Why stop at a normal forge? Normal forges are fine, we guess, for doing normal things, but Dark and Light lets you make yourself a refining forge which is even more… well, refined. It says that right in the game. You can check out all of the details in a new video explaining that you first unlock your forge by harvesting and consuming several Frozen Crystals, allowing you to gather the materials needed to make your special glowing refining forge.
Continuing to improve your skill will allow you to make magically enchanted items by finding active ley lines, thus giving you random stat improvements (you’ll need to thus do a lot of forging to get the really good items). Check out the whole system in video form below; it’s rather elaborate, but it should allow you to sport tricked-out gear better than anyone else you meet.
Ever pause during your day and find yourself wondering, “Whatever happened to that game?” With hundreds upon hundreds of online titles these days, it’s surprisingly easy for MMOs to fall through the cracks and become buried as more aggressive or active games take the spotlight.
Well, every so often we here at Massively Overpowered find ourselves curious what has transpired with certain MMOs that we haven’t heard from in quite a while. Have we missed the action and notices? Has the game gone into stealth maintenance mode? What’s the deal? What has it been up to lately?
That’s when we put on our detective hats and go sleuthing. Today we look at whatever happened to Black Gold, Order and Chaos Online, and Eden Eternal.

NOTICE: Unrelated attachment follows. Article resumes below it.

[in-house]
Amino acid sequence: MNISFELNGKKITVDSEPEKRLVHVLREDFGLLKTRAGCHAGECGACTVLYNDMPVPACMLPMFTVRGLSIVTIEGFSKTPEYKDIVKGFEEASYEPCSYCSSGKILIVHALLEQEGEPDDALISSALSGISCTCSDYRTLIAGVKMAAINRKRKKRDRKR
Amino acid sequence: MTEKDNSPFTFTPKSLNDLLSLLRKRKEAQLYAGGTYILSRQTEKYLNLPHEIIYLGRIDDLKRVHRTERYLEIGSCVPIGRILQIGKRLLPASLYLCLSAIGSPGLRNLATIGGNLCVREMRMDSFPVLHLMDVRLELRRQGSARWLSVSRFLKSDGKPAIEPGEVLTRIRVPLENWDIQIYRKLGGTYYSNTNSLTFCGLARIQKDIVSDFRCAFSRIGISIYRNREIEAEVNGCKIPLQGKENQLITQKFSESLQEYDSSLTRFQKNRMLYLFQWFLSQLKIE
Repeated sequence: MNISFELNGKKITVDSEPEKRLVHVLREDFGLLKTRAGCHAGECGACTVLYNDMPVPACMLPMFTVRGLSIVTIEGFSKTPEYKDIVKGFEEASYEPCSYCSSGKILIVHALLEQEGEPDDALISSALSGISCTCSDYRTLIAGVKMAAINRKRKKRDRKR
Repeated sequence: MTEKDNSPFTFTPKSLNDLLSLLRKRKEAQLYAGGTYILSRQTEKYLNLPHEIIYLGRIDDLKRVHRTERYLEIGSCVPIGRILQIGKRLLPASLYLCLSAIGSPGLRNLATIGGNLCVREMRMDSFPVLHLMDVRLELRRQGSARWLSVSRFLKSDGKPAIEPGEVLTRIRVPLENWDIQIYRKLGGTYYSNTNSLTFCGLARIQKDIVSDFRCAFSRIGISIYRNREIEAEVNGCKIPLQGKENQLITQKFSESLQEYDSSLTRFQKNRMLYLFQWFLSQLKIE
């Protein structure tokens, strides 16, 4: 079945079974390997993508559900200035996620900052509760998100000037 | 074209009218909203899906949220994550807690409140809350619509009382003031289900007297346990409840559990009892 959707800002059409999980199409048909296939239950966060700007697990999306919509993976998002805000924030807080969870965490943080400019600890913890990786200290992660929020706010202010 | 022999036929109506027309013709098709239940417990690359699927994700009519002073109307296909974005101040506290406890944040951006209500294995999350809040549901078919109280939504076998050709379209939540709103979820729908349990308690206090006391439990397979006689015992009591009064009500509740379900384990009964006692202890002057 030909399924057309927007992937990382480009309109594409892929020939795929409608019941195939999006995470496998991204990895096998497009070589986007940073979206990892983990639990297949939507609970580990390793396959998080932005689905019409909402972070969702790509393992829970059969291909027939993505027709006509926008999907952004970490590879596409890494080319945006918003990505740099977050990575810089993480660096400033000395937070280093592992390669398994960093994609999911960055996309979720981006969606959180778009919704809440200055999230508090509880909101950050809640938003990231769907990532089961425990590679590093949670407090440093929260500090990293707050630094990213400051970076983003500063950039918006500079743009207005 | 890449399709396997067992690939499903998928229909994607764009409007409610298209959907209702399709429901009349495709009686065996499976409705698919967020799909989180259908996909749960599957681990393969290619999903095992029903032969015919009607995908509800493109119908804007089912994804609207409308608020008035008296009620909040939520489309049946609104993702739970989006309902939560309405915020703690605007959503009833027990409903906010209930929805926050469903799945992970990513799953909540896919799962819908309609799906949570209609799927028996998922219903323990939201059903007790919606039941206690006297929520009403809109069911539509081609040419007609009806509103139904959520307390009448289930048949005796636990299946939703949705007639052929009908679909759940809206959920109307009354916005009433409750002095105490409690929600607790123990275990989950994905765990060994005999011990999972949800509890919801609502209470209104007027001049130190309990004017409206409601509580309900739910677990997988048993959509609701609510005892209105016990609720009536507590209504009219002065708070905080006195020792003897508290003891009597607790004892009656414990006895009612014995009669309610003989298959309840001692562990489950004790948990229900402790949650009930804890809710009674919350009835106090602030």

We’ve been tracking Black Desert
developer Pearl Abyss’ path to IPO since last spring
, when multiple Korean outlets began reporting that the company sought a listing on the Korean stock exchange this coming fall. A few weeks ago, the company’s IPO press conference let loose a few more tidbits
MMO players might be intrigued to learn. As parsed from Invenglobal’s
translation, here are the highlights:
- Black Desert took four years to make and currently operates in 100 countries. “The total RU [registered users] is more than 7.65 million based on July 2017, and the total sales are approximately ￦340b [$301M].”
- As of the end of July 2017, PA has sold 530K copies of the game through Steam, amounting to $1.3M in sales. “The title was placed No. 2 of the total sales on Steam on June 20th.” (There’s a section that notes the game cost only ￦1.2b ($1M) to make, “a relatively small cost […] compared to other MMORPGs,” but we assume they’re talking about just the engine specifically there.)
The latest video for Snail Games’ early access revival of Dark and Light is about houses, but not the kind of housing you’re thinking with a thatch roof and cute little doorway. No, this is the Game of Thrones kind of house, and the video shows would-be lordlings just how to pilot the interface that all guild leaders surely know is a game (and job) unto itself.
According to the video, leaders can use the interface to bestow and rescind all the hierarchical permissions you’d expect from a stock MMO in 2017, like whether the player is allowed to blow up your buildings or raid your fridge inventory. But the system also allows admins to grant special permissions to members, like riding specific mounts on guild property, seeing who died, and declaring war on the DNL equivalent of the Lannisters. Leaders can also create and place house seals to protect certain buildings from other players — in fact, the seals in the video are apparently an advanced version not yet in the game, so it’s a bit of a sneak peek. Worth a look below!